We also saw multiple playtesting platforms. The most popular of these, PlaytestCloud and UserTesting, offer a suite of features to assist with gathering playtesters and processing results.Other teams are using Steam’s Playtest feature. Despite being platform specific, it’s a straightforward, pack-in choice if you’re already using Steam. Learn more about popular playtesting platforms on gamesuserresearch.com
Tools to analyze a playtest
Playtest action is happening in the spreadsheets.
Playtesting and user research often doesn’t require deep statistical knowledge, and so most other tools that provide opportunities for deeper analysis, such as R, or Tableu, are overkill (we used Google Sheets for this survey!)
Tools to Report a playtest
Microsoft and Google suites dominated the results for sharing/presenting data. It’s hard to find an alternative solution to monoliths like Google Docs, Powerpoint, and Sheets/Excel.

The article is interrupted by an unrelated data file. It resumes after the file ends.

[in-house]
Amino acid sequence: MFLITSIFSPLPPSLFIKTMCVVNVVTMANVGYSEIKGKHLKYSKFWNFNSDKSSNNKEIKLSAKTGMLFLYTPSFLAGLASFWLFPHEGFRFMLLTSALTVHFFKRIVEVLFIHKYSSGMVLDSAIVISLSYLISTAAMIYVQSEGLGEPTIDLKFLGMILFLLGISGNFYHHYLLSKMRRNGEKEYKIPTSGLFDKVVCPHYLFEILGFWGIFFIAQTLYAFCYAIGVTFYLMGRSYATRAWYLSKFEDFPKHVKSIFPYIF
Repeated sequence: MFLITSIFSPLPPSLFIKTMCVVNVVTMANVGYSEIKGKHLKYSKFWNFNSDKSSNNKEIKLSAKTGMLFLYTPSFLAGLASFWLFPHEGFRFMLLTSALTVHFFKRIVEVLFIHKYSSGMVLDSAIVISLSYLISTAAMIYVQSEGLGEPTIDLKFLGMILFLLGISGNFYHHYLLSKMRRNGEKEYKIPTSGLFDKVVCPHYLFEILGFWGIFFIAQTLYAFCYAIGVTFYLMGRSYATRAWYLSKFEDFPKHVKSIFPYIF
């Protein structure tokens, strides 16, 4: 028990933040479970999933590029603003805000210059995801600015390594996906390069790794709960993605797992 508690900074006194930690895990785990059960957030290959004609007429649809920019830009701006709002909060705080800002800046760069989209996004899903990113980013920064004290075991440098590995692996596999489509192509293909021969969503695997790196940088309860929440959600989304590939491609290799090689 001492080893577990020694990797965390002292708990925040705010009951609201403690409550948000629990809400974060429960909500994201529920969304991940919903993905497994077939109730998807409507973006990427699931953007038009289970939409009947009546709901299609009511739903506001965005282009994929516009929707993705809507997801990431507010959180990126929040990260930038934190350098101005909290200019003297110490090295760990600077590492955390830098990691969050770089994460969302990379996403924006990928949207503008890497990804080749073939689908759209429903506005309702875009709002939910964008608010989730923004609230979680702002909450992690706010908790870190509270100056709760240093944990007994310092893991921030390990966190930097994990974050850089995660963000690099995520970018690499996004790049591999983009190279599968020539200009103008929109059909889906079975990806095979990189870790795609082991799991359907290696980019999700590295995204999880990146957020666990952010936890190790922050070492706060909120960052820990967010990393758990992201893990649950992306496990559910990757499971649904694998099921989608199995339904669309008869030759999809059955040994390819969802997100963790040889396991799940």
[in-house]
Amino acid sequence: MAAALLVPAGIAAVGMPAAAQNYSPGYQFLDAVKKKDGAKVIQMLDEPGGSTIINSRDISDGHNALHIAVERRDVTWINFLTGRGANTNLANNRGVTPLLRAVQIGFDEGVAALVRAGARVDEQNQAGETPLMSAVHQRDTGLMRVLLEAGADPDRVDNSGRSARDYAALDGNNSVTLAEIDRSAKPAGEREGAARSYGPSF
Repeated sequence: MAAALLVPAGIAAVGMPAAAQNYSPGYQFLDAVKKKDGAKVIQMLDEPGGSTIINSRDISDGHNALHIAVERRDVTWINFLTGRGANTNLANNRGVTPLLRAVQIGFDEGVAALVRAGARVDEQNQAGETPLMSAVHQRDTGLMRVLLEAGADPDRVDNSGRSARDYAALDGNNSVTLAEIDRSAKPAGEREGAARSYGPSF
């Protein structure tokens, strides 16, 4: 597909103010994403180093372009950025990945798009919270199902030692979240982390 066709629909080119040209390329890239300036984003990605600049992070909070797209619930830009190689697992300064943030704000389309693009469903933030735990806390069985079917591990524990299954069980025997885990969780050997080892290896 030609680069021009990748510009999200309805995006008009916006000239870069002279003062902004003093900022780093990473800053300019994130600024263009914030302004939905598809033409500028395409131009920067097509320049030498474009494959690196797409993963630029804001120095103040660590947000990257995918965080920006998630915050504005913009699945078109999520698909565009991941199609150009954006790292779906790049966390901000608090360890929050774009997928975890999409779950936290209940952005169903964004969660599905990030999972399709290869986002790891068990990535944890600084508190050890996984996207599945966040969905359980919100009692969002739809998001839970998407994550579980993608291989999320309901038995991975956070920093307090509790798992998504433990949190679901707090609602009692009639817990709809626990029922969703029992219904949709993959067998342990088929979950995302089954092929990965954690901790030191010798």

But change might be coming! We see some popularity for wiki tools like Notion and Confluence. These tools do have some distinct advantages, especially when sharing content to playtesters or any external destination. One of our Playtest Survey interviews provided a perfect example of this. The developer was able to include important information for playtesters (Steam page, feedback form, build notes, recording software instructions, etc) in a single, sharable Notion page.
Overall many of these tools perform the same function, with minimal differences between them. While some are more popular, it’s important to find the option that works best for your workflows.
Barriers to playtesting
What is stopping teams from doing more playtesting?
Playtesting can be hard
Playtesting can be hard. Some of the most common blockers are the time it takes to test, finding playtesters, and getting a testable build of the game. These will always need attention, but we recommend starting with this guide to finding playtesters to take part in your study.
Another common challenge is getting buy-in to convince stakeholders to invest in, and listen to the results from playtests. Advocacy and communication is a core skill for researchers – sometimes our most powerful tool is a cup of coffee and an informal chat.